The Ballad of Halo Jones Volume 1
Alan Moore (writer), Ian Gibson (artist), Barbara Nosenzo (colorist)
May 15, 2018
The Ballad of Halo Jones was originally planned to be a nine book series, according to the 2001 afterword by Ian Gibson. I can only imagine how incredible that would be, since as it stands, The Ballad of Halo Jones is instead an extremely enjoyable three-volume origin story.
The tagline for the series is, “Where did she go? Out. What did she do? Everything.” The three volumes that exist are mainly focused on the going out part, and not yet the doing everything part. They still feel like a complete and satisfying arc, however, in a rich and deep future world. Now, the whole three-volume run from the 1980s is being re-released, with the addition of beautiful color work by Barbara Nosenzo.
In the first volume of Halo Jones, we are introduced to the title character, a young woman in a far future who lives on the “Hoop” with her friends, longing to get away from the stifling, dead-end life there, and the rough types who surround her. The Hoop is not a joyful, relaxing place to be. There’s a riot forecast. Going grocery shopping requires several issues of strategic parkour. Very few people are nice, but gosh, Ian Gibson’s pictures are lush and detailed.
In his own afterword to this first volume, a statement from Alan Moore in 1986 says that his goal was to offer a story about “simply an ordinary woman such as you might find standing in front of you while queuing for the check-out at Tesco’s, but transposed to the sort of future environment that seemed a prerequisite of what was, after all, a boy’s science fiction comic.” Halo Jones and her female friends in this first volume do indeed seem like regular people, with a regular range of motivations and emotions, in a tough neighborhood, trying to get by.
It’s an engaging world that Moore and Gibson have co-created. A lot of the visuals will seem familiar from more recent futuristic narratives, such as the movie The Fifth Element. Correspondingly, Moore has a lot of portmanteau neologisms—for instance, when there are a lot of possibly belligerent crowds, “jampede”—that are easily parse-able and contribute to the world-building.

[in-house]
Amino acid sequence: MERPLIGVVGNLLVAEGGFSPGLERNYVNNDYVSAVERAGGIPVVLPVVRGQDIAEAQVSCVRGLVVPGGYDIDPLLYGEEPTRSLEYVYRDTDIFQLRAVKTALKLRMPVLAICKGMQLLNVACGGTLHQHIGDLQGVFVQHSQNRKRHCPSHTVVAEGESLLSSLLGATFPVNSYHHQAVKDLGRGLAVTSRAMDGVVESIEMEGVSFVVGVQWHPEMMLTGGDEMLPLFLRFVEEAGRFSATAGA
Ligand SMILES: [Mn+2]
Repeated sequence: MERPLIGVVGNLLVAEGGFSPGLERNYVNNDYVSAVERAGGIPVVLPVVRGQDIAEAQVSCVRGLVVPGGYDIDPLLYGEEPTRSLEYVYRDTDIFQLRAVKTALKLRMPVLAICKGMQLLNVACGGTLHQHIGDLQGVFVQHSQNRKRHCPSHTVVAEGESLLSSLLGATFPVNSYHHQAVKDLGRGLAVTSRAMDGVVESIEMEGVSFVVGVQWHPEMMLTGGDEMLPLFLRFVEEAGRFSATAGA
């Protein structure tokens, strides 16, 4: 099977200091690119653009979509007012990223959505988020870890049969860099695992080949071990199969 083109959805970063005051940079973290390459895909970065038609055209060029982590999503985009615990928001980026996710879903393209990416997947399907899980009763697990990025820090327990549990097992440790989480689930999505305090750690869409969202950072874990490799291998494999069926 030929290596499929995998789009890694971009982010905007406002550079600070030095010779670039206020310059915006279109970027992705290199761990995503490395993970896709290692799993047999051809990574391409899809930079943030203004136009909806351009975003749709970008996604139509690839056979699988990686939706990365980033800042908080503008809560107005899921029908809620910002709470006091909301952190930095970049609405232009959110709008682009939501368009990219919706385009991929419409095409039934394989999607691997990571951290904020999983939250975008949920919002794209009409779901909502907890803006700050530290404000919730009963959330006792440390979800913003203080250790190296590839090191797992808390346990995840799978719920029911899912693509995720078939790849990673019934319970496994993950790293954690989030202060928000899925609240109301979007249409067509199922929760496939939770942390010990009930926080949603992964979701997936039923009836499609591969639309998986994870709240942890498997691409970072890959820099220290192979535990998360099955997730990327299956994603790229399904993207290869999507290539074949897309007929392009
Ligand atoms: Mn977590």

Moore, as usual, is generous and conscientious with providing co-creator credit to the artists he works with, not only praising Gibson’s acumen at drawing women several times in that afterword, but also saying explicitly, “we designed the world, its political make-up, its principal diet, its language and its dress standards, with Ian providing as many of the main concepts and the small touches as I myself.”
The main draw of this rerelease is, of course, the colorization by Barbara Nosenzo, which is excellent. It feels like a seamless supplement to the existing world, like a glass of nice cool water with an already good meal. It does not detract or distract, but rather clarifies. The color palette is one I think of as very contemporary 2018: rich pinks and teals, offset with some gold and purple, green and blue sparingly, for effect. This is a palette that reminds me of the evening scenes in Steven Universe.
Furthermore, Nosenzo employs a watercolor effect that fits very well with the mood and style of the line art. Honestly, the first time I read The Ballad of Halo Jones in black and white a few years ago, the mid-80s stylized figures reminded me of the proportions of Bratz dolls, waiflike generally, with enormous feet and lips. The color helps subtly update the feel of the images in the text.
I wish that while adding the color, the lettering had been cleaned up a bit. It’s not actually difficult to read, but it at least in the digital version seems anachronistically fuzzy compared the clearer images.
All three short volumes of Halo Jones will be released this year, and I just wish there was more of it.